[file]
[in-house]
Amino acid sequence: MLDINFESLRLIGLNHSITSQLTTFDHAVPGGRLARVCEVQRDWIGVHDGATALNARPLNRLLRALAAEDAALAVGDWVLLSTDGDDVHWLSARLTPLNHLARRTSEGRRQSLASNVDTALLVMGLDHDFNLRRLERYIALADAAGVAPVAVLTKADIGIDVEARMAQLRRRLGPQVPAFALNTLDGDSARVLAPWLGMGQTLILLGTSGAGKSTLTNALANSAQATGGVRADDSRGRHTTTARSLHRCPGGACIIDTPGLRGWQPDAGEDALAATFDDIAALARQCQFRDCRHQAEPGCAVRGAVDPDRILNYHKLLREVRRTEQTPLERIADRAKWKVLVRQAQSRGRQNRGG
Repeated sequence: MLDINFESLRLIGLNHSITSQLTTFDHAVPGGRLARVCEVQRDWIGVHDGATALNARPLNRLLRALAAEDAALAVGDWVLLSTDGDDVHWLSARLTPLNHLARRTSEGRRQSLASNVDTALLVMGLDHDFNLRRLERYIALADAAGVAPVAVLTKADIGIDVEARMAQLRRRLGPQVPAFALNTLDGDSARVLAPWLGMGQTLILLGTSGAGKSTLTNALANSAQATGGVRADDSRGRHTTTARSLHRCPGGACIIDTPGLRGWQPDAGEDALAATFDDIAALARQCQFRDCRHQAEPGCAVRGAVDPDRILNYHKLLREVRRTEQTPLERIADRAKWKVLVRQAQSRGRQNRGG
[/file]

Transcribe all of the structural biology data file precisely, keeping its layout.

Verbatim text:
[in-house]
Amino acid sequence: MLDINFESLRLIGLNHSITSQLTTFDHAVPGGRLARVCEVQRDWIGVHDGATALNARPLNRLLRALAAEDAALAVGDWVLLSTDGDDVHWLSARLTPLNHLARRTSEGRRQSLASNVDTALLVMGLDHDFNLRRLERYIALADAAGVAPVAVLTKADIGIDVEARMAQLRRRLGPQVPAFALNTLDGDSARVLAPWLGMGQTLILLGTSGAGKSTLTNALANSAQATGGVRADDSRGRHTTTARSLHRCPGGACIIDTPGLRGWQPDAGEDALAATFDDIAALARQCQFRDCRHQAEPGCAVRGAVDPDRILNYHKLLREVRRTEQTPLERIADRAKWKVLVRQAQSRGRQNRGG
Repeated sequence: MLDINFESLRLIGLNHSITSQLTTFDHAVPGGRLARVCEVQRDWIGVHDGATALNARPLNRLLRALAAEDAALAVGDWVLLSTDGDDVHWLSARLTPLNHLARRTSEGRRQSLASNVDTALLVMGLDHDFNLRRLERYIALADAAGVAPVAVLTKADIGIDVEARMAQLRRRLGPQVPAFALNTLDGDSARVLAPWLGMGQTLILLGTSGAGKSTLTNALANSAQATGGVRADDSRGRHTTTARSLHRCPGGACIIDTPGLRGWQPDAGEDALAATFDDIAALARQCQFRDCRHQAEPGCAVRGAVDPDRILNYHKLLREVRRTEQTPLERIADRAKWKVLVRQAQSRGRQNRGG